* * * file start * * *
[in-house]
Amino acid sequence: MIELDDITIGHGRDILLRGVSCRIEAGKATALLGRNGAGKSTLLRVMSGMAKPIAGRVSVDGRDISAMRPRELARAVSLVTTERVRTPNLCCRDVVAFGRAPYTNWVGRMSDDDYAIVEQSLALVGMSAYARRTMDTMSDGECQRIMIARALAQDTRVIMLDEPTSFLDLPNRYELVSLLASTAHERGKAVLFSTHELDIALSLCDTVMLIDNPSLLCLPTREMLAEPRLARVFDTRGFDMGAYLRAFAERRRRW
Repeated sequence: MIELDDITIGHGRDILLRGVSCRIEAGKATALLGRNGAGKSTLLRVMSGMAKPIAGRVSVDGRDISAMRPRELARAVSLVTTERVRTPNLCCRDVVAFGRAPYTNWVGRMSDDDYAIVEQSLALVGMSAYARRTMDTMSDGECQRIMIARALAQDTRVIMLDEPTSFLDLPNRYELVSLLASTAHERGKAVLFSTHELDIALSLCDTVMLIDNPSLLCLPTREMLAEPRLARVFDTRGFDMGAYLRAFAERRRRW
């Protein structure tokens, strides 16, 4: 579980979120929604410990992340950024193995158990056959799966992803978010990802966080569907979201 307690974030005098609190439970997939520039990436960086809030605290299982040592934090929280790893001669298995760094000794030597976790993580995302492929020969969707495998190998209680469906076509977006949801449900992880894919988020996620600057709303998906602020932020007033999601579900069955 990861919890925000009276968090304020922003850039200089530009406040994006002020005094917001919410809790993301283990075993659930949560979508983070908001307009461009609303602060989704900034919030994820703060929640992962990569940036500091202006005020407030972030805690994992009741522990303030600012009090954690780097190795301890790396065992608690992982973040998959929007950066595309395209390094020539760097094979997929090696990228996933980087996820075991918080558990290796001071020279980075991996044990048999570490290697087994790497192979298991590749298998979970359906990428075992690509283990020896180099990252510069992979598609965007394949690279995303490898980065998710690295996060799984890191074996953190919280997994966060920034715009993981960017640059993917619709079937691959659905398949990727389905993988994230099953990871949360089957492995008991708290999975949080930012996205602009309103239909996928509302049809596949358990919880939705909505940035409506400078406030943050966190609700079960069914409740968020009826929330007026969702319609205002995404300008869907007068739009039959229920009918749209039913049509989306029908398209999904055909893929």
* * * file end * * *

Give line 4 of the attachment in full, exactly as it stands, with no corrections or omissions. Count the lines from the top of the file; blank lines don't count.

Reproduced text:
């Protein structure tokens, strides 16, 4: 579980979120929604410990992340950024193995158990056959799966992803978010990802966080569907979201 307690974030005098609190439970997939520039990436960086809030605290299982040592934090929280790893001669298995760094000794030597976790993580995302492929020969969707495998190998209680469906076509977006949801449900992880894919988020996620600057709303998906602020932020007033999601579900069955 990861919890925000009276968090304020922003850039200089530009406040994006002020005094917001919410809790993301283990075993659930949560979508983070908001307009461009609303602060989704900034919030994820703060929640992962990569940036500091202006005020407030972030805690994992009741522990303030600012009090954690780097190795301890790396065992608690992982973040998959929007950066595309395209390094020539760097094979997929090696990228996933980087996820075991918080558990290796001071020279980075991996044990048999570490290697087994790497192979298991590749298998979970359906990428075992690509283990020896180099990252510069992979598609965007394949690279995303490898980065998710690295996060799984890191074996953190919280997994966060920034715009993981960017640059993917619709079937691959659905398949990727389905993988994230099953990871949360089957492995008991708290999975949080930012996205602009309103239909996928509302049809596949358990919880939705909505940035409506400078406030943050966190609700079960069914409740968020009826929330007026969702319609205002995404300008869907007068739009039959229920009918749209039913049509989306029908398209999904055909893929």